More than a quarter of people (27%) have started the new year feeling uneasy about their finances, according to findings commissioned from YouGov by StepChange Debt Charity.
The findings revealed that among those who feel uneasy, two thirds (65%) have felt this way for more than a year, while 22% have carried the financial stress for more than five years, or have never felt comfortable financially.
However, this Blue Monday, StepChange is urging anyone with debt problems to seek free advice from a debt charity. The charity claimed that three months after seeking advice, four out of five StepChange clients reported that their wellbeing had improved on at least one measure, such as sleeping better or feeling more able to cope.
The findings illustrated a significant gender gap, with more men (36%) than women (28%) feeling confident about the state of their finances. The poll found that those aged between 25 and 49 are the most concerned about their financial situation, with 26% of them feeling “uneasy” financially and are unsure if they will be able to make ends meet. A further 8% are currently feeling “very uneasy” about their financial situation and know they will have to go without essentials like food or heating this year.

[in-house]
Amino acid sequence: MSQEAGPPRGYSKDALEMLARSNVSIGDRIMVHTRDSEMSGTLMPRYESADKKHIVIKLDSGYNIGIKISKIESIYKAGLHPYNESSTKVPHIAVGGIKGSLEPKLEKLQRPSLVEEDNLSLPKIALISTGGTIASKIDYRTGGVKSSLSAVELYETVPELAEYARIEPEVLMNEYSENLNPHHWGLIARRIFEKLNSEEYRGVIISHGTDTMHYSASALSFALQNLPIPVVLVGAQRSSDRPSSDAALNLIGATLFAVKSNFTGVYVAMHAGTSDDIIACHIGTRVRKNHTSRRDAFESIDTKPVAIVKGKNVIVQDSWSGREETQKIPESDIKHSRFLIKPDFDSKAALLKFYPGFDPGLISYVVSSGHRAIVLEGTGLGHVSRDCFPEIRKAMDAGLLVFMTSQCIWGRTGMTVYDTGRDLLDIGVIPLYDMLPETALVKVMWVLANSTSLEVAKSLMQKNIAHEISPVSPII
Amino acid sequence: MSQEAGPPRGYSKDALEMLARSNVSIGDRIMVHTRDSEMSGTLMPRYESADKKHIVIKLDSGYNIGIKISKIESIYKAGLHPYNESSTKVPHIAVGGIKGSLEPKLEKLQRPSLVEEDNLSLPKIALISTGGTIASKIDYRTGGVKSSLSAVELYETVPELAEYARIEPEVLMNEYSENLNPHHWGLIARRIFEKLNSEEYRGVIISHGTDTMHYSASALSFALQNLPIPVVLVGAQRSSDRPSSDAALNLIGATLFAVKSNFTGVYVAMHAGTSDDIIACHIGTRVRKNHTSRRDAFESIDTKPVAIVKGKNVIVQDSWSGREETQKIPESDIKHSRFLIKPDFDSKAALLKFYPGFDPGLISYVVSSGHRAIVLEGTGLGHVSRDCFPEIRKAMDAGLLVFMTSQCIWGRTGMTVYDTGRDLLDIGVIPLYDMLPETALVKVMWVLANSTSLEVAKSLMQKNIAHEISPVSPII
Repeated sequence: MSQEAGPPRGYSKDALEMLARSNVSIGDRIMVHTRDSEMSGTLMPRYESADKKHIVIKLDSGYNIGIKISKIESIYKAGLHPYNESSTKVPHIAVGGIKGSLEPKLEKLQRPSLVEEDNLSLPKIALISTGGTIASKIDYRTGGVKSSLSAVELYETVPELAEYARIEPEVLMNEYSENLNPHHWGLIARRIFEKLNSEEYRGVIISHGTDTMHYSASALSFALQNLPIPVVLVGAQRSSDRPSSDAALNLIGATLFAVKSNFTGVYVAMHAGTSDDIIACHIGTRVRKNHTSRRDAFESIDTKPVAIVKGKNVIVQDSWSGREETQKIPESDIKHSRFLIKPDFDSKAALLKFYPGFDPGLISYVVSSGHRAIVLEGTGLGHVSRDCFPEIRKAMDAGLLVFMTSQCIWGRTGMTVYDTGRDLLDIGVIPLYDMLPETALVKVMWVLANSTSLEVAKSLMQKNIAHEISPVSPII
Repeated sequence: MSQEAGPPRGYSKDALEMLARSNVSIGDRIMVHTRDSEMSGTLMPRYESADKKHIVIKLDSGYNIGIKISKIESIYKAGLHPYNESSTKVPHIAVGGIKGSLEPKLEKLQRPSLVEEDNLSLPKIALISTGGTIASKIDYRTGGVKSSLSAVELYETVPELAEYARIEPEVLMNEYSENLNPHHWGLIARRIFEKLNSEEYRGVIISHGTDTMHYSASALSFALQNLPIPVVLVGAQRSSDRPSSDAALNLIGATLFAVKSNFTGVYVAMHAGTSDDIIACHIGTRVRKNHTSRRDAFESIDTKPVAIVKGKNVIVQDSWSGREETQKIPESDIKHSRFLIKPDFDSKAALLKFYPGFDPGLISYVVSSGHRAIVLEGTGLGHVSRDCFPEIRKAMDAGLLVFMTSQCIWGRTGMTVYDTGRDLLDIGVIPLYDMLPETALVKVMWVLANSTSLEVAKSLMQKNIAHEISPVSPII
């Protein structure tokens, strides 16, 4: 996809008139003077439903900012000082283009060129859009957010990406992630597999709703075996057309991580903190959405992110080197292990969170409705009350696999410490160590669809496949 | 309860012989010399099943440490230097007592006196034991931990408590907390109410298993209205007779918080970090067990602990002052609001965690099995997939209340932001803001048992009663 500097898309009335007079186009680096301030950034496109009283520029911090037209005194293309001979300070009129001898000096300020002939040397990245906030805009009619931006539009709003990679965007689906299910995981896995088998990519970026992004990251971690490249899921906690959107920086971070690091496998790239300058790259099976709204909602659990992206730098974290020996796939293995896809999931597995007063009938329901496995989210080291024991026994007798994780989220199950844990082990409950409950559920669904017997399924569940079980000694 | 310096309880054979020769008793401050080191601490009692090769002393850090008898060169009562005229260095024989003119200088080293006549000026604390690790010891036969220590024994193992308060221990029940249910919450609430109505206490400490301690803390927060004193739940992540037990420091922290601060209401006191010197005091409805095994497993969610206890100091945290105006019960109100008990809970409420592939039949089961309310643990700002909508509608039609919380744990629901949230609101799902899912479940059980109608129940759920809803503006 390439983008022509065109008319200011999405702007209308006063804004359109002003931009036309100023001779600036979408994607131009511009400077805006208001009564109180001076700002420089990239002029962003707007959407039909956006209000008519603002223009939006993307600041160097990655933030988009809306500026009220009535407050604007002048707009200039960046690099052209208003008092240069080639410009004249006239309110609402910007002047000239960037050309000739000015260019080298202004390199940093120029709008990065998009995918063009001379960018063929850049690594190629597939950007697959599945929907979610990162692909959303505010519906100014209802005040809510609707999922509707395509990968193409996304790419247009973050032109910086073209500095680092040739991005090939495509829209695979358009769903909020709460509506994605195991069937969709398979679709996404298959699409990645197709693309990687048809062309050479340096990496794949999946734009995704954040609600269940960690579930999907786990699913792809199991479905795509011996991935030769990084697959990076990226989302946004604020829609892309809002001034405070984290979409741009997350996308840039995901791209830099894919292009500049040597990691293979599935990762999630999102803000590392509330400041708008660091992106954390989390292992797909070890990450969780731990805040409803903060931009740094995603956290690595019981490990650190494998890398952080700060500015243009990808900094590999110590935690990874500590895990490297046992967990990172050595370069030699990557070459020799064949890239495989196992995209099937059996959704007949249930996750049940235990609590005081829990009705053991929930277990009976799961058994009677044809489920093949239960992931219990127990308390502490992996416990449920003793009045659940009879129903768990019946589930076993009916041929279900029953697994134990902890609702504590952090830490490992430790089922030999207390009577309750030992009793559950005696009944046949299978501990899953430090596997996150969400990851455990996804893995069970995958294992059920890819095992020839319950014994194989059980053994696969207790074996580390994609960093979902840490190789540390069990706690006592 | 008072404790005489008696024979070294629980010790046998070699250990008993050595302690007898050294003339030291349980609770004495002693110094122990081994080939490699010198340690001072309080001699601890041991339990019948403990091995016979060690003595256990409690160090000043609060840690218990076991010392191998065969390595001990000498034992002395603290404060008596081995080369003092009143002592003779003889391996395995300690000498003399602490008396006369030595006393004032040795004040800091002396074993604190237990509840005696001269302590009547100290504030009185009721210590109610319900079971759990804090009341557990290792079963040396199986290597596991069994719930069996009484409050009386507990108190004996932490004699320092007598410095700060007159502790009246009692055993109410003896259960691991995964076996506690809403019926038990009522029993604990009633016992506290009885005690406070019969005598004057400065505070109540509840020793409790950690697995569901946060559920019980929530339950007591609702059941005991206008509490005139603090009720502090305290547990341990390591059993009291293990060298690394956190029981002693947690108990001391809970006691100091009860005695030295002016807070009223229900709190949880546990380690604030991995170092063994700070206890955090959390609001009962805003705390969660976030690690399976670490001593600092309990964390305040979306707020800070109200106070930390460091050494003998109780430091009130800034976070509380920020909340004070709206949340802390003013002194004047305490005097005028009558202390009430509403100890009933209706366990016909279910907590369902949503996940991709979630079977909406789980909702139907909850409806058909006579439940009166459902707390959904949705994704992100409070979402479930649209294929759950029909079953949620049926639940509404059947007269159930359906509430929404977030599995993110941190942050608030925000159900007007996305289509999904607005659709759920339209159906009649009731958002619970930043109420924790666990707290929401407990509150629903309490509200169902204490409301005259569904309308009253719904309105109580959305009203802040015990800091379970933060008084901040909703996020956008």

StepChange reported that, among the general population, 13% of people (the equivalent of 6.5 million people) claimed that at some point they have sought advice from a debt advice charity. Of those that have felt uneasy for more than a year, 24% have actively looked for advice, while 73% have not.
Despite over a quarter of people feeling financially unstable, 37% of them said they do not need advice and 13% claimed to not know where to find advice. Furthermore, 13% are embarrassed about getting advice, 8% have not found the time to seek advice, and 13% do not want their friends or family to find out.
Worryingly, 17% of GB adults who are feeling uneasy financially say they have an additional problem preventing them from getting advice.
Commenting on the findings, StepChange director of external affairs Richard Lane said: “Financial unease is common, affecting more than a quarter of us. If debt is contributing to your own Blue Monday, don’t suffer in silence – get advice. And if someone you know has debt problems, the best thing you can do is encourage them to contact a reputable, free debt advice charity for help, rather than trying to sort out their problems without expert support.”
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